Willingness to Communicate between Chinese and Americans in cross-cultural communication and Relating Factors

Business PartnersWith the process of globalization, people have more opportunities and reasons to travel around the world and thus more opportunity to communicate with people from other countries. In this case, cross-cultural communication is becoming more and more important. Among the popular purposes of going abroad, study is the one gaining the most concern. Statistics indicates that, U.S is the country that accepts most of the international students, and China outputs most of the international students.

By the year 2006, international students consists 3.7% of American population, and among all the international students in U.S, Chinese consists 10.5% of the population. People go to China for study as well. In 2005, in China, there were 140,000 international students from all over the world, and 9.73% of them were from America. Thus, it is even more significant to study cross-cultural communication among Chinese and Americans.

While crosscultural communication is widely spread, problems and hardship in communication situation is becoming obvious and significant. For international students in a foreign country, cultural differences, language competence, and other psychological factors all play a role affecting their willingness to communication, and thus, their personal relationships with local people, even their comfort in daily life.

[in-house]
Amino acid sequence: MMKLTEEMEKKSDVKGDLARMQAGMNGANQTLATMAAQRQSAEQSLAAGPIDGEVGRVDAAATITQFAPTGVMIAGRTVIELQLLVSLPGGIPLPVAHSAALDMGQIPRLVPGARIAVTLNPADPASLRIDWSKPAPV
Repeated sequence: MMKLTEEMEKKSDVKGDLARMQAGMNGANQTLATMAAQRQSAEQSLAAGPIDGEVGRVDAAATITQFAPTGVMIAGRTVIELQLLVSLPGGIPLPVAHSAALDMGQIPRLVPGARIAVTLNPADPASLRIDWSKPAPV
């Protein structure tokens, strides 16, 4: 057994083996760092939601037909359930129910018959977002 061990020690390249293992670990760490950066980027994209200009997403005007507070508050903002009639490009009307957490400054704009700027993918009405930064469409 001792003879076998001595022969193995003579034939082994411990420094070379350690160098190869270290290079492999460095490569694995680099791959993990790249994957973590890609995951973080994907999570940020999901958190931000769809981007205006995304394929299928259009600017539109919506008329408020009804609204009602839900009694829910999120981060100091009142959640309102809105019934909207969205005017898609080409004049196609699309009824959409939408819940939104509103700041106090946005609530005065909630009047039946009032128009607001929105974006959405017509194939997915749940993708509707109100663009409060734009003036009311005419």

Objectives This study aimed to discover the differences of the levels of willingness to communicate between Americans and Chinese, and the relating factors. By looking into the dynamic among Chinese and Americans, we can expect to establish a more effective way of conversation between Chinese and Americans to improve the communication condition, and to achieve a better understanding in their cross-cultural communication.

Method The study is consisted of two investigations. The first qualitative investigation interviewed 20 Chinese and 20 American students in University of Wyoming to determine their level of willingness to communicate. The reported variables affecting the subjects’ willingness to communicate were also recorded. The second quantitative investigation sent out questionnaires concerning different variables to both Chinese and Americans in China and US to collect the data.

Result All participants expressed their willingness to communicate in cross-cultural communication. Motivation, communication apprehension, cultural differences, negative evaluation, cultural expectation, language competence were reported to be the most important factors affecting the willingness to communicate between Chinese and Americans. The second investigation is under data collection process, and it will be done by the end of 2006.

According to returned 70 questionnaires, generally, Americans rate their language competence higher, and are more willing to communicate than Chinese are. However, the communication apprehension level is not different between Chinese and Americans.

Created by LU Yu

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